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Album Review: BLOOD INCANTATION Hidden History Of The Human Race

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The latest wave of death metal has seen no shortage of quality releases. From the grim to the technical, to old school sentimentalities, and beyond. It's been a brutal ride up to this point and there are no signs of going easy on the bloodletting. Certain bands have been cutting apart the boundaries with a fine scalpel.

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Blood Incantation’s eight-year existence might not yield much discography-wise, but they more than make up for it in quality. Some might remember their stellar 2016 full-length debut, Starspawn. An old school album, recorded completely analog, that would not have sounded all that out of place in the 80s. The composition was phenomenal, hypnotic, and otherworldly while maintaining some of the heaviest riffs of the season. And now the band offers up their sophomore release, Hidden History of the Human Race.


Photo by Alvino Salcedo

Whatever you think you know about Blood Incantation, whatever you think they're capable of, they are far beyond those expectations. A veritable black hole has been carved into their death-dealing sound and Blood Incantation pulls us into it. Like the shape-shifting, time-traveling race of the Anunnaki that the band loves to talk about, their sound too is reflective of the mythos. Throughout four tracks the time signatures warp, sounds shift, atmosphere swings, and death distorts.

Maybe the best way to describe Hidden History of the Human Race would be to call this a death metal jam record. On the other hand, that's also not entirely true. There are so many angles to this record. From just straight death to incredibly technical passages, to more chill psychedelic moments. Sometimes these things come gently, sometimes suddenly, but never in a jarring way that it detracts from the experience. Every moment on this record is so coldly calculated it's unreal. When "Slave Species of the Gods" kicks in, it sounds like Blood Incantation is gearing up for a proper Starspawn follow up. But really, it's an eclipse.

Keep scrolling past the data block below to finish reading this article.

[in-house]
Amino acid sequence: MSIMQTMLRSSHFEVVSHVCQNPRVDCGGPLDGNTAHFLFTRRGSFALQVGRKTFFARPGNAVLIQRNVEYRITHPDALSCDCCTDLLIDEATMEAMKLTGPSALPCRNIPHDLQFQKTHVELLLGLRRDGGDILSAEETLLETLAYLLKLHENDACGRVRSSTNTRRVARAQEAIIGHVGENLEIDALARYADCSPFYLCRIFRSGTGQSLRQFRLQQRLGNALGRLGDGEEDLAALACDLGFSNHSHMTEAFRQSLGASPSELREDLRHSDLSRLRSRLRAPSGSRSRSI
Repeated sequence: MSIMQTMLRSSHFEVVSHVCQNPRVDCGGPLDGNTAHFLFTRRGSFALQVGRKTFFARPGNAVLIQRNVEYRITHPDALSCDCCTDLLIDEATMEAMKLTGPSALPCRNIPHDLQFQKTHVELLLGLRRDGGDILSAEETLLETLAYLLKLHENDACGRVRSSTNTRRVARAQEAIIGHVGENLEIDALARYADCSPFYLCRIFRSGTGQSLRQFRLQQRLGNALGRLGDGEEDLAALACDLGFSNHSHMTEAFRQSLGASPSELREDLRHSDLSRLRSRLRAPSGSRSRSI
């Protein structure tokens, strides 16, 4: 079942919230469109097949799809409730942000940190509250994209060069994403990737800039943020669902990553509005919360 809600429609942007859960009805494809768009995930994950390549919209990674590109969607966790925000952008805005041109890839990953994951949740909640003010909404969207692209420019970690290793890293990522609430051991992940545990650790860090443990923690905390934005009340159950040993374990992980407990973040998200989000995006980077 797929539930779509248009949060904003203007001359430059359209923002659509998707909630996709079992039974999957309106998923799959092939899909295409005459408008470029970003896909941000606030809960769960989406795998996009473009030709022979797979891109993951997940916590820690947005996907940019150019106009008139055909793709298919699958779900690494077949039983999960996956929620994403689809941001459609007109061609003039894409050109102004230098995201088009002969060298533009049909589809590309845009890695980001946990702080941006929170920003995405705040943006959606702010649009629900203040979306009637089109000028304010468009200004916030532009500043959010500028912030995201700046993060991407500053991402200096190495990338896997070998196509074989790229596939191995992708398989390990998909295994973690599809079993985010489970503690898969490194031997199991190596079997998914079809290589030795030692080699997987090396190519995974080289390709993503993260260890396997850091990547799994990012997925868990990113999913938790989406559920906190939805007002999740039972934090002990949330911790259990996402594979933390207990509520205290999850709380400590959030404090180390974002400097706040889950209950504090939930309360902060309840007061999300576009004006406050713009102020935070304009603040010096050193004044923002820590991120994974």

Once again, going with an all-analog sound is Blood Incantation's thing, but here the production is much tighter and less dark than Starspawn. “Slave Species of the Gods” sounds brighter while still keeping a raw sound and a crushing, brutal edge. The song wastes no time getting to the meaty bits and before long Blood Incantation are turning every which way. Breaking things down, getting nice and technical while speeding things up, and soloing. The best touches are the echoes that surround the tracks, adding a spacey, psych touch.

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The second track “The Giza Power Plant” comes in all piss and vinegar just like the prior. Amazing guitar/drum/bass work pushes the track forward. Section after section the track gets heavier and heavier—then it breaks down into a spacey jam. It’s soothing for a bit; however, the band doesn’t let the mood sit for too long. It’s like a death metal jam session gone on a hallucinogenic trip. It’s a track that spends a lot of time on the lower, more chill end of things. But that doesn’t stop it from setting the stratosphere on fire with its brutality. And by the time it ends, it’s like watching a planet burn to a smoldering lump of coal the size of a forehead.

“Inner Paths (To Outer Space)” is a meditative track. For some, this might be the track they want to skip, it’s slower and all about building a mood. While the rest of the album has done that nonstop, this track layers on less. It’s mostly instrumental (there’s one growl by Antti Boman of Demilich) and emulates that feeling of one’s body being crushed after having smoked way too much weed. If anything, it’s the acquired taste on the record.

The final offering “Awakening from the Dream of Existence to the Multidimensional Nature of Our Reality (Mirror of the Soul)” is above and beyond anything on the album. A massive track at 18 minutes, but by far the most breathtaking offering on the record. It’s an incredible amalgamation of progressive, brutal, psychedelic, and old school death metal. The track weaves so seamlessly and maintains a pace that makes not a single second of it boring. All the way up until its melodic clean guitar ending, the track is an odyssey of sounds. It’s Blood Incantation’s finest moment thus far.

Anyone that is predisposed to dislike Blood Incantation probably will not have their mind changed with this record. Maybe there will be some but for the most part, one seems to either love or hate the band. I still encourage the willing to try and give it a fair shake. Hidden History of the Human Race is probably the finest offering of death metal for the year. There is not a single wasted or uninspired moment. Blood Incantation has outdone themselves in every regard. Sit back, strap in and be crushed by the vacuum of space.

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Score: 10/10


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